Saw Karl Rove debate General Wesley Clark at the TD Ameritrade conference. A raucous affair, to say the least. Catcalls from the crowd, audience members yelling at one another and at one point Rove referring to Clark as Private Clark (not fond of Clark, but I didn't appreciate the disrespect shown the former military man). So much for civilized debate. Clark stuck to platitudes; Rove, forced to defend the past eight years and his role in it, came with facts. Even my very liberal friend sitting next to me said Rove won the day.
I thought of this as I read Rove's piece in today's Wall Street Journal. Picking up on the Ragin' Cajun Carville's theme, he makes a strong case that, despite attempts to apologize to the world for who we are and what we stand for, Obama's fortunes will rise and fall with the economy. I'm not so sure. Bush's legacy was squarely fixed on Iraq. Then the economy tanked. Looks like we'll pull a victory out of Iraq, and Bush's post-presidency approval rating now collapses under economic weight. For the time being, Rove is right, all eyes are on the economy. But recent history has taught us the black swan flies fast and frequent.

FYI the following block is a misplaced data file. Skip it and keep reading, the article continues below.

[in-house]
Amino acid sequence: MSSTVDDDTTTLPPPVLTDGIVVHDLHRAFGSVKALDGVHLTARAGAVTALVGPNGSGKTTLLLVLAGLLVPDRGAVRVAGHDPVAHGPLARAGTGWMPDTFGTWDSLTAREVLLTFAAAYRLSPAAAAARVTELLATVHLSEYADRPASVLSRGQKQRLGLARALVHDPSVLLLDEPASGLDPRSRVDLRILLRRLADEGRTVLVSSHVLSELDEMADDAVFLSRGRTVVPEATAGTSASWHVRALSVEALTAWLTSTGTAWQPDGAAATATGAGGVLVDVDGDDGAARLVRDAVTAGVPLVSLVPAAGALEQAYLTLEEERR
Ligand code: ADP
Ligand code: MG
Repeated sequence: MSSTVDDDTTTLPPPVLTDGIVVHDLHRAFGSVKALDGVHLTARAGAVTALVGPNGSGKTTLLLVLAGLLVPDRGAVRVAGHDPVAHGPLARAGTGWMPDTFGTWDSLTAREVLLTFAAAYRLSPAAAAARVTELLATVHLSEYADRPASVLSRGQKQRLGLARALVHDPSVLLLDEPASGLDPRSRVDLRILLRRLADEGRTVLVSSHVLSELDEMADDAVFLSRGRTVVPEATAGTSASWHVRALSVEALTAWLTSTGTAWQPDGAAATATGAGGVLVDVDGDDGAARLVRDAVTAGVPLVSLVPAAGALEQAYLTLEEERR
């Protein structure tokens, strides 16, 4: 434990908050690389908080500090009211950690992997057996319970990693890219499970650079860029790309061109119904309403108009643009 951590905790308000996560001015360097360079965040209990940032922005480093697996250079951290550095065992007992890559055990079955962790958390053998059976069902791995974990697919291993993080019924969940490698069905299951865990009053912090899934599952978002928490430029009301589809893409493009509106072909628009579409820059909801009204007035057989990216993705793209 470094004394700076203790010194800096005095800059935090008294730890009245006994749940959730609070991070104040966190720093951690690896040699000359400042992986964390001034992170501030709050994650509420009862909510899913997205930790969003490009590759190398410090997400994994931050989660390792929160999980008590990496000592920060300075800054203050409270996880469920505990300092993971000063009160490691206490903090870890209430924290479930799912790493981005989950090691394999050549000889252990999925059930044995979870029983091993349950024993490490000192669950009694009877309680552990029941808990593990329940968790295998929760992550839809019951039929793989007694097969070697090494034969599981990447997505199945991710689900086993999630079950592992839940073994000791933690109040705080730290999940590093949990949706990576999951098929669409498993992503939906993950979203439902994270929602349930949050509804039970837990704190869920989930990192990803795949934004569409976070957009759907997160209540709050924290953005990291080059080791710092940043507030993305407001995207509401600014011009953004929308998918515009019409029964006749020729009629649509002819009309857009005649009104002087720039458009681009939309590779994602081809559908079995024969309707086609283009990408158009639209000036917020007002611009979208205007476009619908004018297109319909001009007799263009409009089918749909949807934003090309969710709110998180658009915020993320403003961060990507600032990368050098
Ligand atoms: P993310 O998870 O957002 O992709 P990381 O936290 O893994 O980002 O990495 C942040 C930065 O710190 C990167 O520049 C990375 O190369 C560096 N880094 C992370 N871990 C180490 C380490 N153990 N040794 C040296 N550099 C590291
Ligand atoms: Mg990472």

One other interesting point. Writing on The New York Times's Economix blog, Peter Boone and Simon Johnson note the following:
"A superpower faces serious economic decline. People become increasingly nervous about the government's ability to make good on its obligations, and the country's broader global role comes into question ... Into this difficult situation steps a dynamic young leader, with strong popular support, high expectations, and a positive international image. His name is Mikhail Gorbachev, and the moment is the Soviet Union in 1985."
Stick with me here. I'm not making the case Obama is the equivalent of a Soviet Premier. As Boone and Johnson point out, Gorbachev did exactly the wrong thing. He borrowed abroad, printed money to finance budget deficits and declined to undertake fundamental reform.
"You know how that ends. President Obama's team has successfully halted what could have been a major financial meltdown, primarily through a combination of sensible fiscal stimulus and a huge amount of unconditional support for the banking system. The risk is they will rest on this success, and fail to undertake the fundamental reform that we now need."
In the darkest days in Iraq, too many said the cause was lost, but look where we are today. Too many said, and continue to say, the same about the economy. This too shall pass, and with the speed at which new events are unfolding, Obama's legacy will be shaped by those yet to occur.